Labor of…love?

If you’ve been “social media-ing” for a while, and been privy to conversations that involve race – you’ve probably seen many mentions on the incredible amount of emotional labor that Black people and POC put forth to explain their experiences, racial nuance and racism.

In the dichotomy between those who wield racism and those who it is wielded against, individuals who occupy groups of privilege and power expect, even demand sometimes, that those impacted by racism, freely put forth tremendous effort to teach them the whos, whats hows and whys of racism.

There is an entitlement present in this that is damn near palpable. It stems from a society that always has certain people front and center, as the default, as those valued more and generally built around them being takers and someone else being the taken from.

This assumption of labor often happens with utter disregard for those having to do the actual work.

Racism itself has real, tangible physical and mental health consequences. Depression, PTSD, heart disease, anxiety, illness susceptibility and insomnia are just a few of the effects it has on people. 

But what isn’t talked about, at least not in any significant way are the effects of putting forth emotional labor. And “emotional labor” has become somewhat of a buzz word that’s easily dismissed as having no basis in reality.

 But imagine, for a moment, trying to constantly explain your humanity, your worth and your oppression to those who benefit from, and/or are actively responsible for your oppression. Having to explain why you shouldn’t be mistreated or the ways in which someone contributes to your mistreatment, when it oftentimes is common sense, can be exhausting.

And truly, most people should be able to envision this, because whether it’s sexism or another “ism” (or phobia), many of us have had to explain in some form or another. Now, consider having to incessantly describe the complexities of systemic racism, patriarchy, misogynoir, sexism and the intricacies of how it all relates.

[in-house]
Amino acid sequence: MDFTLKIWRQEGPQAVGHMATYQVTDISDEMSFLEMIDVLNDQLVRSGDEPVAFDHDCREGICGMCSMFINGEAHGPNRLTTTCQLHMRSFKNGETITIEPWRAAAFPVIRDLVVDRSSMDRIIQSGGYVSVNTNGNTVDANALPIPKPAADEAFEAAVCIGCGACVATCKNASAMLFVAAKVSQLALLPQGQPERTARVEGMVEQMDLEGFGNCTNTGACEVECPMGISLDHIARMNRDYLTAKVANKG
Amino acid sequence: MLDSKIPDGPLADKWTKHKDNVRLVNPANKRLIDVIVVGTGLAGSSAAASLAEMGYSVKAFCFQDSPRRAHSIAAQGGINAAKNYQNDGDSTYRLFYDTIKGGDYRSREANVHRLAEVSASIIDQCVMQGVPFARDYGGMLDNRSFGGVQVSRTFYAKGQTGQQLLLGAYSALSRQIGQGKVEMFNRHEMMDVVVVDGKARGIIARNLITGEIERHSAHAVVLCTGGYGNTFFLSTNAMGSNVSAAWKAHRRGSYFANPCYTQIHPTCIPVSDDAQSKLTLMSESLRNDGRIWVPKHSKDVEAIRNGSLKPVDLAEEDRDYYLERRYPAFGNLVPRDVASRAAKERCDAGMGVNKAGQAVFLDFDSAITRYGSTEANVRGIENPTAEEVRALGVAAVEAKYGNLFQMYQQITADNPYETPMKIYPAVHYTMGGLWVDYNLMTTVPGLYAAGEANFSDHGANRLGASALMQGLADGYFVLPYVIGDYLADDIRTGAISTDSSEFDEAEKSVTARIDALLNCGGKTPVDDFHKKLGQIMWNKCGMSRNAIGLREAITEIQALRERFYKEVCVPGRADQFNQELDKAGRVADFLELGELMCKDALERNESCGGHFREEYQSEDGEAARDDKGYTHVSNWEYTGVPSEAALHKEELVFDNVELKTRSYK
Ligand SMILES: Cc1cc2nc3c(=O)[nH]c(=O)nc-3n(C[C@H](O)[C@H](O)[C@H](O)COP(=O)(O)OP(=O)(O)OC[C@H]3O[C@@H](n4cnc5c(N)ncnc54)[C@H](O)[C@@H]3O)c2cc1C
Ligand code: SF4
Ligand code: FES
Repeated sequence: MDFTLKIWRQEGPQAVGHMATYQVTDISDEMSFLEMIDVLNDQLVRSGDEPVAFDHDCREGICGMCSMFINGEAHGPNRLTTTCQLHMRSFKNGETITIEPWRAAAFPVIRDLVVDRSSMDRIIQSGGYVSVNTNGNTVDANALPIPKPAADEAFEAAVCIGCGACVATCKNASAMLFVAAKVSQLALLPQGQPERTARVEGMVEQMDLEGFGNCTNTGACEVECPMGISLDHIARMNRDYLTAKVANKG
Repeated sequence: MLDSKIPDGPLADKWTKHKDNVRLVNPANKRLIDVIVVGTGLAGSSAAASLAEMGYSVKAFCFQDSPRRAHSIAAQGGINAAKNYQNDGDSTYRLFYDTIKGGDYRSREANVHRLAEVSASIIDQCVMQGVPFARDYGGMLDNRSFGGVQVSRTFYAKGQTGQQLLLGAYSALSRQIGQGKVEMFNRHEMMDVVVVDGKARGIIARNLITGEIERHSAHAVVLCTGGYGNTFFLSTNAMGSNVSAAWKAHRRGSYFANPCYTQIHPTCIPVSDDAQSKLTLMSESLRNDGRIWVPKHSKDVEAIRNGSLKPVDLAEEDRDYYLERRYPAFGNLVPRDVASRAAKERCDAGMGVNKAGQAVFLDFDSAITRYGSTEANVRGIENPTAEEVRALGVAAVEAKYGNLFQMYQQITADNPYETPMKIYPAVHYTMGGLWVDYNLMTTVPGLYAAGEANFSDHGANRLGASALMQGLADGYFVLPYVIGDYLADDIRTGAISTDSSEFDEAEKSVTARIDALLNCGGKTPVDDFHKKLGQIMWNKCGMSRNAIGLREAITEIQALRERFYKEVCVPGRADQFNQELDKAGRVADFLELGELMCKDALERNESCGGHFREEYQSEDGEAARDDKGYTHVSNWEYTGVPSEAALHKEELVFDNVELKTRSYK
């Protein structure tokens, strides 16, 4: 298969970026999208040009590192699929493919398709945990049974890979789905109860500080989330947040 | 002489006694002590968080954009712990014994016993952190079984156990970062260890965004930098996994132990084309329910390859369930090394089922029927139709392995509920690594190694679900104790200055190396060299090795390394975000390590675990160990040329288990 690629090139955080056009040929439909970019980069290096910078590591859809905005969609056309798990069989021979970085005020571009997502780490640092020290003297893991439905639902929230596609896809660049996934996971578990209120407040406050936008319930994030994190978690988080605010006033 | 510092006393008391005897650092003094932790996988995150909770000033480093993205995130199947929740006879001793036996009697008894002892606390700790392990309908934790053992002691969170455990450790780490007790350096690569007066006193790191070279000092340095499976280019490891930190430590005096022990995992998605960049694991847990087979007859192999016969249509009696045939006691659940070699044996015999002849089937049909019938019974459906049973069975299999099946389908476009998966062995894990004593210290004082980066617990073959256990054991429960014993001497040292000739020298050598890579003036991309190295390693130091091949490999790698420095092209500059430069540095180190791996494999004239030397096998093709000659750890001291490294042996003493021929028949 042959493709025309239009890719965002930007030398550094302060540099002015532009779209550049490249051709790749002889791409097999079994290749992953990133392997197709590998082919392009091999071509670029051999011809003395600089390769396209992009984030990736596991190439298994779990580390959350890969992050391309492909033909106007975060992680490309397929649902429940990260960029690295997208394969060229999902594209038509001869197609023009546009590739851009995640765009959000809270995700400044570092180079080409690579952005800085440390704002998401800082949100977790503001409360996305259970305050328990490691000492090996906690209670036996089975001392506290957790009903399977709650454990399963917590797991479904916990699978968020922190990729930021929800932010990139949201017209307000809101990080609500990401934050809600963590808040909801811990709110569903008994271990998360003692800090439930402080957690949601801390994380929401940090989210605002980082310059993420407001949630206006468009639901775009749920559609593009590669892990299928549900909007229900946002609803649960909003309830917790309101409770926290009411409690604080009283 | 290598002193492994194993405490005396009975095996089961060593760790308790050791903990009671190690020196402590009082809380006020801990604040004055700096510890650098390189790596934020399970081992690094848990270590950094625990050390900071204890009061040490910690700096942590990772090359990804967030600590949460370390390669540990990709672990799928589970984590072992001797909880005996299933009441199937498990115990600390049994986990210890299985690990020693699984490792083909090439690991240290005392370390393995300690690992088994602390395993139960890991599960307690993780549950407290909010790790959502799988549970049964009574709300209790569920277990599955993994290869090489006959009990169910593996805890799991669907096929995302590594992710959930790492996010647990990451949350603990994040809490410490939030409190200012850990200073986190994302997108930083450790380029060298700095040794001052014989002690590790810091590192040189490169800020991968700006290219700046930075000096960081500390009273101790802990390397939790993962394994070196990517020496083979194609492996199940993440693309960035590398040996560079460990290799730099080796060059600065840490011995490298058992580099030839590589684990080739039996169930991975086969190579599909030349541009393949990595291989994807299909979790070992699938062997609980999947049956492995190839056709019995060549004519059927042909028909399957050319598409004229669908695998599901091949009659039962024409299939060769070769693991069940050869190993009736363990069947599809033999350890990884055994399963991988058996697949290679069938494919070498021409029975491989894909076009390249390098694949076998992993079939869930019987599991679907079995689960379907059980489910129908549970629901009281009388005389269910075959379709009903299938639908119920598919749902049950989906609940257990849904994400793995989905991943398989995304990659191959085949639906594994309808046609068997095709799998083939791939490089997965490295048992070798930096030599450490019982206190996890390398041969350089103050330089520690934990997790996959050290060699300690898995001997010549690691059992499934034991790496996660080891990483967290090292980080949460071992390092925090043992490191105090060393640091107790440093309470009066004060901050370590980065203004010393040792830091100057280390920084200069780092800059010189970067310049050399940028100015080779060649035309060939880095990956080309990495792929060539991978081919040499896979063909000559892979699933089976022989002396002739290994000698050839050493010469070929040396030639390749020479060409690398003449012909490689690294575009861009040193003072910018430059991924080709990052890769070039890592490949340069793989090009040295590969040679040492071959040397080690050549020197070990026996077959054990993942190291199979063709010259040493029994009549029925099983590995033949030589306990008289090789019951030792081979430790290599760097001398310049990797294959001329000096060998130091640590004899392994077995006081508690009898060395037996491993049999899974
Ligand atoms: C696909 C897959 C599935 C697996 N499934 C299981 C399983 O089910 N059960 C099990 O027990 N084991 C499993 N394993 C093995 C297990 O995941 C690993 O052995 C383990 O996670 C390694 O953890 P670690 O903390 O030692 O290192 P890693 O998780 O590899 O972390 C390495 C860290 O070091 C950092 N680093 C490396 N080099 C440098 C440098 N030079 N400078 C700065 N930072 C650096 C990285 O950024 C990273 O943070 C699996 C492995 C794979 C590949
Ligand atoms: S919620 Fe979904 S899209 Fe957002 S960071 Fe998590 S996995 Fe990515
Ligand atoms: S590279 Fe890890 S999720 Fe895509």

Psychologist and co-founder of diversity consultancy, Professor Binna Kandola says that the depression and self-esteem issues that result from this are significant. Professor Kandola also notes how subtle, covert racism (or polite/passive racism as I’ve called it) plays an enormous part in mental exhaustion, as it is so much harder to call out and explain. 

If you read last week’s post on polite racism in terms of politics, then you should have a general sense of the covertness of it, and with that comes the problem of having to “prove it” to people who only think racism is water hoses and pointy masks. I’ve said it before and I’m saying it again, polite racism is insidious in nature and just, if not more, damaging than overt racism. The mad real.

Research suggests that it also leads to imposter syndrome – intense feelings of inadequacy or a fear of being viewed as fraudulent and external/internal loss of control – having lost the sense of control over one’s own circumstances. Both of which, greatly impact mental wellbeing. The denial of your lived experiences creates an inability to control your own narrative and instability is born. 

The possibility of harm is real and enormous. When you see friends, family or strangers online make a point to let someone know that they will NOT put forth any (or anymore) labor, they are protecting their health and sanity.

You see the emotional toll it takes on Black people and POC with platforms -like news anchors and political pundits ( who some are now refusing to “debate” the validity of racism as it’s become tiring ), bloggers and social educators who often have to engage in a lot of self-care. Its impact is felt, deeply. 

I need y’all to remember that when you ask for your friends, family, coworkers or anyone else to put forth strenuous emotional labor to continually explain racial issues on your behalf.

This also isn’t to get anyone to feel pity or to do (what I think is probably the natural reaction) and try to get those who bring awareness to racial disparities to stop -but rather to let you know what exactly people are enduring. Most people, in these kinds of platform capacities, pick their battles carefully, and those who are choosing to educate the masses, and endure the effects, are doing so in an attempt to make the world not be quite as shitty.

And there’s a lot of shittiness to contend with.


When JanayB isn’t posting memes, scrolling through “wokebook” posts, ordering food and otherwise being your typical millennial, you can find her here destroying white tears and basking in her unapologetic blackness. Get in touch with her at

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